Benat Ortega: Good morning to all of you, and thank you for attending this 2023 earnings presentation by Gecina. You've probably seen our key figures already. We are very proud today to summarize what our teams have achieved this year in a challenging context for commercial real estate but demonstrating the unique positioning of our company. Some key figures illustrating that. Our recurring net income per share is up by 8.2% in 2023 at EUR 6.01 per share, beating the upper range of our guidance. Our balance sheet is robust with a broadly stable LTV close to 34% even after a serious decline in valuation, and debt is hedged at fixed cost, in average for the five coming years, at 92%. Our ESG leadership has been confirmed, thanks to our energy efficiency plan put in place mid-2022, with energy consumption down by 10% and CO2 emissions by 20% in one year. We do expect our recurring net income to grow again in '24, between EUR 6.35 and EUR 6.4 per share, and up again by 5.5% to 6.5%, beating here again as well the consensus. If we look at the solid results in 2023 with a strategic view, we'd like to highlight the fact that we have taken decisive initiatives to build the road for further growth. One, despite muted investment market, Gecina sold this year EUR 1.3 billion of assets above appraisal values and with an average yield of 2.5%. These disposals are not only accretive on cash flow but will allow the group to fund a value-creative pipeline in the next years. Two, despite a serious valuation decline by more than 10% in '23, LTV is broadly stable, still around 34% and providing agility and room for maneuver for the future. Three, our strong leasing activity with a double-digit average rental uplift and further improvement in our occupancy provides visibility for organic rental growth. And four, the strength of our financial hedging structure has been significantly improved, notably thanks to the EUR 1 billion decrease in net debt, and the prelisting of our pipeline provides, again, visibility for our cash flow growth. Let's dig into more details of our strong performance this year. Looking at the recurring P&L in 2023, it's fair to say that we have managed to improve several drivers to cash flow growth. The 6.5% rental growth, driven by like-for-like performance in the pipeline, has been amplified by better service charges management, while SG&A were kept under control despite inflation, thus leading to a 7.8% EBITDA growth. On top of that, strong hedging and disposals in 2023 kept financial expenses under control. Cost of drawn debt remained at 1.1%, leading to a recurring net income growth by 8.2%. Let's move now to rental growth, up by 6.5%. Like-for-like growth was up by EUR 34 million. In addition, the pipeline contributed to EUR 22 million, offset by only EUR 15 million from disposals, thanks to a very low 2.45% average yield. Regarding the EUR 34 million like-for-like rental growth, as anticipated, indexation played a crucial role in 2023, more than doubling the impact on cash flow achieved last year. But on top of that, very importantly, at the same time we are passing inflation in our rents, we have been able to capture uplift in rents and also improve occupancy again, resulting from strong achievements of our teams in the markets where we operate. On the office portfolio, 2023 was particularly robust with close to 160, 000 square meters let or prelet by Gecina this year. This is 60%, 6-0, more than in 2022. You can see on this slide a few examples of deals that we have signed this year with a great rental uplift. In total, we have achieved 14% re-leasing spreads on renewals and re-leasing transactions. Average occupancy rate increased by 90 bps, now close to 94%, and 100% of the pipeline for '23 and '24 has been secured and is now fully let or prelet. The most emblematic transaction is obviously the full preleasing of our Mondo project to Publicis Group. With circa 30, 000 square meters in the CBD of Paris and the long-term lease, this is the largest lease ever signed by Gecina. The project will be delivered in Q3 2024. Obviously, our teams have been very successful in designing a unique project, fully aligned with today's corporate requirements at a time when location, CSR, food offer and cutting-edge services are crucial. No need to comment that this transaction has been done in the context of strong appetite by corporates to improve talent development, creativity and collaboration in their organization. On the residential side as well, our performance has been excellent, fair to insist on the fact that this year again, our capacity to raise reversion improved again, with an average uplift in rents between former new tenants now of around 13%, 1-3. On top of the strong like-for-like dynamics, rental growth has been strongly supported by a positive net contribution from the pipeline of around EUR 22 million. The contribution turned positive in 2022 and increased further in 2023, thanks to four significant project deliveries shown on the slide. In our view, the tenants list of those projects illustrates the diversity and the quality of our market, with names like Sanofi (EPA: SASY ) (NASDAQ: SNY ) in pharma, LVMH in luxury, BCG in consulting or Eight Advisory in financial services. We just commented on our rental growth. In this chart, it is interesting to note that while EBITDA was growing by EUR 38 million this year, our cost base gathering financial expenses, operating expenses, rental expenses and taxes, only increased by around EUR 3 million, leading to a strong cash flow growth in 2023 by more than 8%. We will come back on financial expenses later during this presentation. Other record achievements this year on the ESG side. For the first time this year, Gecina was ranked number one amongst 100 European REITs. We achieved also a top score on -- with other agencies, MSCI, CDP, ISS or Sustainalytics. And have in mind that these great things are based on our 2022 reporting, and significant further improvements have been achieved since then. Gecina decreased energy consumption and CO2 emissions, which respectively decreased by 10% and 20% this year with an ambitious energy saving plan I commented earlier this year. Last but not least, on CSR, 100% of our portfolio is now certified. This is a strong improvement versus 2022, when 87% of our office portfolio in operations was certified, thanks to 23 new assets now certified by BREEAM in '22. I would like to focus on the quality of the certification. More than 80% are qualified at least at a very good score. And looking at the very best scores, excellent and outstanding, this is still 61% of our portfolio, which is classified in these two categories, something quite unique on commercial real estate globally that proves again the long-term commitment of Gecina on CSR. This year has been obviously animated by questions around valuation changes and potential consequences this could have on us, on REIT business models and performance. Some context on those valuations. It's actually a fact that investment markets have muted in 2023 in volumes. That's true everywhere, even in central location where we operate. But maybe two or three comments on this topic. First, we saw a significant increase in cash inflows in real estate by occupiers. Our LVMH deal on Champs-Élysées is one of them, and they are historically not taken in the official statistics by ImmoStat or real estate brokers. And maybe second comment, liquidity dried up everywhere, but still, we saw appetite for small assets in Paris, and we also played a role there. We commented earlier on our achievements on leasing. This was achieved in the context of structural shortage of qualitative office spaces in Paris and strong demand. As a consequence, market trends have moved differently. ERV moved up in Paris, and while EMV were flattish or down in most other locations. What are the consequences on valuation? A homogeneous yield effect, largely driven by macroeconomic drivers and muted investment market at around minus 10% to minus 12% in 6 months and even 18% on 12 months, showing the strong adjustment in values driven by this changing paradigm. A different rental effect being positive in the most central areas, 5% in Paris City, for instance, only on negative outside. Note, in addition, the strong resilience of our residential portfolio was largely helped by our leasing achievement in the last 2 years. Consequently, NAV NTA is down to EUR 144 million. The decrease is mainly driven by appraisals. So clearly challenging investment markets. However, we are a bit different. Gecina achieved an exceptional score on disposals with EUR 1.3 billion of mature assets above last appraisal values and with an exit yield of 2.5% in average. Even if we exclude the emblematic disposals of the Louis Vuitton store in Champs Elysee, our teams have been extremely proactive and innovative to source investors for more than EUR 500 million of offices and residential assets, with a 5% premium over last appraisal and at the yield close to 3% in average. We are very proud to say that given the low yields of these disposals, they are positive on all operational and debt metrics as being accretive on cash flow and NTA but also enhancing LTV, net debt-to-EBITDA and ICR while mechanically increasing financial liquidity and hedging position of the group. The first consequence of these disposals is that we kept the LTV broadly unchanged in '23, at a conservative low level of 34% despite a severe valuation adjustment downwards since -- on the market this year. We improved also our hedging position with no additional cost. As of today, our debt is fully hedged in 2024, and hedging will progressively phase out after years but remaining over 90% until 2027. In average, our debt is hedged at 92% for the next 5 years, and a very large part of this hedging was signed before January 2022, so at very attractive commission. Have in mind that our current average cost of debt is 1.1% on gross debt. The consequence is that we benefit from strong rating, A- by S&P and A3 by Moody's (NYSE: MCO ). And Gecina maintained along a challenging year undisputable access to all funding sources and great confidence by our financing partners. EUR 1.7 billion of opportunistic new financing have been secured this year with bonds, bank loans and renewed undrawn credit lines at roughly the same level of margin than pre-2022 conditions. As a result, all our bond maturities for the coming five years are covered by the EUR 4.1 billion net credit lines available, with maximum credit spreads already secured as we can draw those lines in case bond markets are too expensive. Being solid and performing well today with a robust balance sheet, gives us the opportunity to focus further on the optimization of our path for growth ahead. The leasing market on residential and offices are sound, and new trends can offer us the opportunity to even improve our business performance. Talent management is a crucial theme for corporate and those young talents set to concentrate in our region. We have worked to further improve our buildings to answer the increasing appetite for premium operated and service properties. Internally, we have engaged the merger of our student housing and residential teams who are believing in digital capacity fueled by one unique operating residential platform adapted to all types of tenants, students, young talents, middle-age families or corporates, in all our buildings. At this stage, 220 flats have been furnished already with no additional CapEx as we lease furniture. 12 buildings are to be enhanced, adding co-working spaces and fitness’s for tenants and 195 apartments should progressively be optimized in size to better match our clients' needs. On the office segment, Gecina also launched a new approach, so to meet emerging appetite for fully equipped service, flexible premium workspace. We started with 3 full floors at L'Opera (NASDAQ: OPRA ) in Paris CBD and then 2 more buildings with great success so far. While actively working on our products, like I just said, we've been delivering 2 new projects in H1 for a total of circa 20,000 square meters, including the prime office building in Boétie in Paris CBD and the residential project in Ville d'Avray. In the 12 coming months, 9 projects representing 84,000 square meters and EUR 46 million of potential rents are to be delivered, including 3 office projects in Paris CBD, the 35 Capucines and Mondo and 1 in Montrouge, as I said, already fully prelet. Next in the line will be 2 projects in Paris to be delivered in 2025, Marbeuf and 27 Canal. On top of that, work is in progress on 3 additional large projects in Paris and Neuilly for around 90,000 square meters in total, which are already partially vacated. Obviously, those projects will be launched when we get the permit for potential deliveries expected in '27 with great return on CapEx, as you can see. As a conclusion, those achievements, leasing pipeline, disposals, debt management in 2023 have paved the way for cash flow growth in '24. Gecina, therefore, expects the recurring net income group share to be around between EUR 6.35 and EUR 6.4 per share, meaning a growth between 5.5% and 6.5% in 2024. Thanks for listening, and we are now ready for questions you may ask.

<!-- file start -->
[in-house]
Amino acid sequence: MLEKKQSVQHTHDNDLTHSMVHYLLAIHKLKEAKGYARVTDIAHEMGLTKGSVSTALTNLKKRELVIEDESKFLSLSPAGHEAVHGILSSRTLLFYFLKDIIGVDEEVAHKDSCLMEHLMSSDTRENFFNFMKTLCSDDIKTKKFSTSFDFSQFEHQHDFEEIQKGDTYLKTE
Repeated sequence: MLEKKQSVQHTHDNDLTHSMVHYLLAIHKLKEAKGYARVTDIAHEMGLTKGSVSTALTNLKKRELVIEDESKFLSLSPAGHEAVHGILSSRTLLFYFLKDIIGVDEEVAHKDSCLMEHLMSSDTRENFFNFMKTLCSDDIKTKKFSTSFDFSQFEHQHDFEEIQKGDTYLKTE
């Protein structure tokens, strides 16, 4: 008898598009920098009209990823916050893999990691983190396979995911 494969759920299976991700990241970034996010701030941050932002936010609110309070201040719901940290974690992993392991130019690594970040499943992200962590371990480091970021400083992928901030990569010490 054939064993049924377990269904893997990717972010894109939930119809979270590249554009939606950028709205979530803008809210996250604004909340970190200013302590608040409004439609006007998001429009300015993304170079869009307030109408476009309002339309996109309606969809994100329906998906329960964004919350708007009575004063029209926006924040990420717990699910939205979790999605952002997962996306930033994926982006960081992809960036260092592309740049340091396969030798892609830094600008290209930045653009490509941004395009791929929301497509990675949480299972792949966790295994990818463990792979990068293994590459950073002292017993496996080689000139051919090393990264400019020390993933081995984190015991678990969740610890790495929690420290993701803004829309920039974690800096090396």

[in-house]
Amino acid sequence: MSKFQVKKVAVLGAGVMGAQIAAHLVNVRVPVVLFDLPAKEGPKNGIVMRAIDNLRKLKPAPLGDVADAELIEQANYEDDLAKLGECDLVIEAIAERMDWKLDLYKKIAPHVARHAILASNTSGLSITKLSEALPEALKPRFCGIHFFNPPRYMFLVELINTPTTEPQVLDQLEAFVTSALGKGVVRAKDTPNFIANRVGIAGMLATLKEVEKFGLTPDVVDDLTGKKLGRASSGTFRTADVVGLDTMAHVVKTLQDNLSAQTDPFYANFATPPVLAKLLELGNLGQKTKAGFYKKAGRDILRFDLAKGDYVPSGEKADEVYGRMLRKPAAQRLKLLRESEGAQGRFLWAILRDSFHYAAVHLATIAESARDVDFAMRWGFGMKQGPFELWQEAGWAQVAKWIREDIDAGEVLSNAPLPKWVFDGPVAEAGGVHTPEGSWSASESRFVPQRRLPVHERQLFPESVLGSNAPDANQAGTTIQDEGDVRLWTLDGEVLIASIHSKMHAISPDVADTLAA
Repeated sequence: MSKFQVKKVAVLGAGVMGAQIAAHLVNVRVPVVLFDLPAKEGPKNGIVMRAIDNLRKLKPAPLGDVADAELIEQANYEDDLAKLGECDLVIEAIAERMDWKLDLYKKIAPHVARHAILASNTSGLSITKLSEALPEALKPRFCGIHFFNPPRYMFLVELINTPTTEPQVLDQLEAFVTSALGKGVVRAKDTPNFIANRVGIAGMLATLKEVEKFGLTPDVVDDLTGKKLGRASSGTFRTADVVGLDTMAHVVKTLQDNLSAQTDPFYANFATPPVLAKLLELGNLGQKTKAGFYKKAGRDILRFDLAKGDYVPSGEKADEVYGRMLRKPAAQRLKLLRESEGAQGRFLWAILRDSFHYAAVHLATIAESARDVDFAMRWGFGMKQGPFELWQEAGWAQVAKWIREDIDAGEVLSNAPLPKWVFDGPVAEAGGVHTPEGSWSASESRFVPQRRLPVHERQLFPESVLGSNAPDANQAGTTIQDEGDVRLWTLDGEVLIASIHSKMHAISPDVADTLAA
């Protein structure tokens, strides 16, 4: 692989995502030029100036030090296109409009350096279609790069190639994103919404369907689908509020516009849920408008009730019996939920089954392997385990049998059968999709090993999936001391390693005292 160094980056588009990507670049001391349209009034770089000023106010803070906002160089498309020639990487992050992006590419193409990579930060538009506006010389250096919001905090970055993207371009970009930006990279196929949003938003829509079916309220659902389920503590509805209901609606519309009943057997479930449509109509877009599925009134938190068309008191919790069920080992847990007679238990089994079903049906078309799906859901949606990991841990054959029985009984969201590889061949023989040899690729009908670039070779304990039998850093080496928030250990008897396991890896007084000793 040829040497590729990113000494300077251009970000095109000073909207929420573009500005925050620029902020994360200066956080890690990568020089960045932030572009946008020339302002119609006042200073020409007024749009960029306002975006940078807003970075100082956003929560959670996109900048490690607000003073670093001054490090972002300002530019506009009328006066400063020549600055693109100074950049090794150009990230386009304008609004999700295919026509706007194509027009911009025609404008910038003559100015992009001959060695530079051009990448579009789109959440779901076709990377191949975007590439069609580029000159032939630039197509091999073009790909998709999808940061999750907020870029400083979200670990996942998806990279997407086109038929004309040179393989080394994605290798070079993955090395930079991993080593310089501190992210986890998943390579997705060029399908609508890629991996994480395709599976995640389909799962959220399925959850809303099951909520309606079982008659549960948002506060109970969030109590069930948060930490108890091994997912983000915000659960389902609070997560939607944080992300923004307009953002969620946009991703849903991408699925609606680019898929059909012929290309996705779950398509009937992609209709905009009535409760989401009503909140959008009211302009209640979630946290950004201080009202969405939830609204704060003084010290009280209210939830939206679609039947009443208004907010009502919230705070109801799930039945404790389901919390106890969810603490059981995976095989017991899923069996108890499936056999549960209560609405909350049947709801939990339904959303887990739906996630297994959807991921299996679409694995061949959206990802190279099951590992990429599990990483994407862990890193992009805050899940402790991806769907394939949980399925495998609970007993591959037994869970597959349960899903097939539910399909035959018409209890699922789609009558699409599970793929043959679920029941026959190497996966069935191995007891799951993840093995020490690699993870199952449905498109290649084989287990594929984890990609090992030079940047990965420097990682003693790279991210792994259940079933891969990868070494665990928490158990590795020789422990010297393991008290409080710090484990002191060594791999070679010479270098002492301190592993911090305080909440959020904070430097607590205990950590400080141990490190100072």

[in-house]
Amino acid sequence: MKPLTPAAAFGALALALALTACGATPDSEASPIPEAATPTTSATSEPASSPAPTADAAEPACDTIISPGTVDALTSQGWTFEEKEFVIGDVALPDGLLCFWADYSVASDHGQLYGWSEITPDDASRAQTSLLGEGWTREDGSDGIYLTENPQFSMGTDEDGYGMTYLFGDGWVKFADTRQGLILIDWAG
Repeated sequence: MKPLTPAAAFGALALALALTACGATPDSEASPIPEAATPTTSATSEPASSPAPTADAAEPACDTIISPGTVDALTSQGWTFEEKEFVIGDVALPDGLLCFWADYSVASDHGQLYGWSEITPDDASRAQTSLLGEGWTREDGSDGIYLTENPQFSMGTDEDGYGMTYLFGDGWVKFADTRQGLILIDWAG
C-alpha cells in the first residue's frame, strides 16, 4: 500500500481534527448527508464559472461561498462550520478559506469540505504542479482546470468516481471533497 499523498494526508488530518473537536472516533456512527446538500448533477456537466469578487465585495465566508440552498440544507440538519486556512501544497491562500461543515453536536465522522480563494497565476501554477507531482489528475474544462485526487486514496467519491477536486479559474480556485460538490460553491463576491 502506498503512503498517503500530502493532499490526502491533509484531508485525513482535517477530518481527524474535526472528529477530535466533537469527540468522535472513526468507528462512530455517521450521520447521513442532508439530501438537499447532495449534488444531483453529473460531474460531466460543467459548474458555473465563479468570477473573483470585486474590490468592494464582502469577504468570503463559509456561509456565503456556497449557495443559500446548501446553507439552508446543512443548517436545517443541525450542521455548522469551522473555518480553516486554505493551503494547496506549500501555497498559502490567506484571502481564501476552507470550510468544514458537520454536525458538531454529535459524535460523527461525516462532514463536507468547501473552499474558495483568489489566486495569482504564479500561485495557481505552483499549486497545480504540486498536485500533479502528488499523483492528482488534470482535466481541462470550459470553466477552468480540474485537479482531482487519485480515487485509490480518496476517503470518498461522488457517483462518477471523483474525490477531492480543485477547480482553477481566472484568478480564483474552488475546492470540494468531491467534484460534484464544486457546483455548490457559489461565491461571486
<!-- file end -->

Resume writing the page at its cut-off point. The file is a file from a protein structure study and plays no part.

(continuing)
Operator: [Operator Instructions] We'll take now our first question floor from Florent Laroche-Joubert from ODDO BHF.